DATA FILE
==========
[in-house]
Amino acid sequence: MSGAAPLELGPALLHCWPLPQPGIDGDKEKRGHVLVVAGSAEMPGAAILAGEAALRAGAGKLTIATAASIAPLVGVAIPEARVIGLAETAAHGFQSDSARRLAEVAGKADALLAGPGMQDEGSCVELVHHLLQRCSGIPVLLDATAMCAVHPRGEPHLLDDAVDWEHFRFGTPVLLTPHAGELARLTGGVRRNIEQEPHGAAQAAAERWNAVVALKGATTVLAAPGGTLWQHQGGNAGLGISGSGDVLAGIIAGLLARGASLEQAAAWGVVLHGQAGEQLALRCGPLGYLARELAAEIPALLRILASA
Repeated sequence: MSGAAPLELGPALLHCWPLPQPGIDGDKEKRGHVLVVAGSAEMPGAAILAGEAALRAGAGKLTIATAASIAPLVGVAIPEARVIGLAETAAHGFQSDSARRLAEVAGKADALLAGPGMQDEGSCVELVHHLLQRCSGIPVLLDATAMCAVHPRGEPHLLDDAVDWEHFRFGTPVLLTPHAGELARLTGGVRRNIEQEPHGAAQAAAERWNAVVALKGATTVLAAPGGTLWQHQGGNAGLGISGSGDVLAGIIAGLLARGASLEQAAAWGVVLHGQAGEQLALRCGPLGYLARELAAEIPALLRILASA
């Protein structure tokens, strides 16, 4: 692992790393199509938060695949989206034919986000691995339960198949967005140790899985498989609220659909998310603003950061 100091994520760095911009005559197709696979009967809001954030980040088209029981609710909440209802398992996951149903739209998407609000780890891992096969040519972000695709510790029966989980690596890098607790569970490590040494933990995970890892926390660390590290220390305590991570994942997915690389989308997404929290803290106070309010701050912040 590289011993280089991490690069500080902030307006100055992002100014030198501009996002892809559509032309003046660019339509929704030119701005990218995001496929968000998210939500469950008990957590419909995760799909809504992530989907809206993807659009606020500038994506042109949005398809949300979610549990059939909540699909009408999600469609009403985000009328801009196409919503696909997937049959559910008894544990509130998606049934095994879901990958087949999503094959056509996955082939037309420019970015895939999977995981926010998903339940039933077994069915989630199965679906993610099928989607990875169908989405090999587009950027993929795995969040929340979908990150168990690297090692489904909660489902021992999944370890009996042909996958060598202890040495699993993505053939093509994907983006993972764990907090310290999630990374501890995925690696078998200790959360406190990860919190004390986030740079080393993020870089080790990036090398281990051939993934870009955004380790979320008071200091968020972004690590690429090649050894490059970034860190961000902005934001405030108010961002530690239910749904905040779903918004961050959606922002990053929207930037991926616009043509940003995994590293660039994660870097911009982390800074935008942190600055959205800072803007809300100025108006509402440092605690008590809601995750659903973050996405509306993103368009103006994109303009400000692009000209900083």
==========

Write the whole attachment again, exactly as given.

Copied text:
[in-house]
Amino acid sequence: MSGAAPLELGPALLHCWPLPQPGIDGDKEKRGHVLVVAGSAEMPGAAILAGEAALRAGAGKLTIATAASIAPLVGVAIPEARVIGLAETAAHGFQSDSARRLAEVAGKADALLAGPGMQDEGSCVELVHHLLQRCSGIPVLLDATAMCAVHPRGEPHLLDDAVDWEHFRFGTPVLLTPHAGELARLTGGVRRNIEQEPHGAAQAAAERWNAVVALKGATTVLAAPGGTLWQHQGGNAGLGISGSGDVLAGIIAGLLARGASLEQAAAWGVVLHGQAGEQLALRCGPLGYLARELAAEIPALLRILASA
Repeated sequence: MSGAAPLELGPALLHCWPLPQPGIDGDKEKRGHVLVVAGSAEMPGAAILAGEAALRAGAGKLTIATAASIAPLVGVAIPEARVIGLAETAAHGFQSDSARRLAEVAGKADALLAGPGMQDEGSCVELVHHLLQRCSGIPVLLDATAMCAVHPRGEPHLLDDAVDWEHFRFGTPVLLTPHAGELARLTGGVRRNIEQEPHGAAQAAAERWNAVVALKGATTVLAAPGGTLWQHQGGNAGLGISGSGDVLAGIIAGLLARGASLEQAAAWGVVLHGQAGEQLALRCGPLGYLARELAAEIPALLRILASA
């Protein structure tokens, strides 16, 4: 692992790393199509938060695949989206034919986000691995339960198949967005140790899985498989609220659909998310603003950061 100091994520760095911009005559197709696979009967809001954030980040088209029981609710909440209802398992996951149903739209998407609000780890891992096969040519972000695709510790029966989980690596890098607790569970490590040494933990995970890892926390660390590290220390305590991570994942997915690389989308997404929290803290106070309010701050912040 590289011993280089991490690069500080902030307006100055992002100014030198501009996002892809559509032309003046660019339509929704030119701005990218995001496929968000998210939500469950008990957590419909995760799909809504992530989907809206993807659009606020500038994506042109949005398809949300979610549990059939909540699909009408999600469609009403985000009328801009196409919503696909997937049959559910008894544990509130998606049934095994879901990958087949999503094959056509996955082939037309420019970015895939999977995981926010998903339940039933077994069915989630199965679906993610099928989607990875169908989405090999587009950027993929795995969040929340979908990150168990690297090692489904909660489902021992999944370890009996042909996958060598202890040495699993993505053939093509994907983006993972764990907090310290999630990374501890995925690696078998200790959360406190990860919190004390986030740079080393993020870089080790990036090398281990051939993934870009955004380790979320008071200091968020972004690590690429090649050894490059970034860190961000902005934001405030108010961002530690239910749904905040779903918004961050959606922002990053929207930037991926616009043509940003995994590293660039994660870097911009982390800074935008942190600055959205800072803007809300100025108006509402440092605690008590809601995750659903973050996405509306993103368009103006994109303009400000692009000209900083």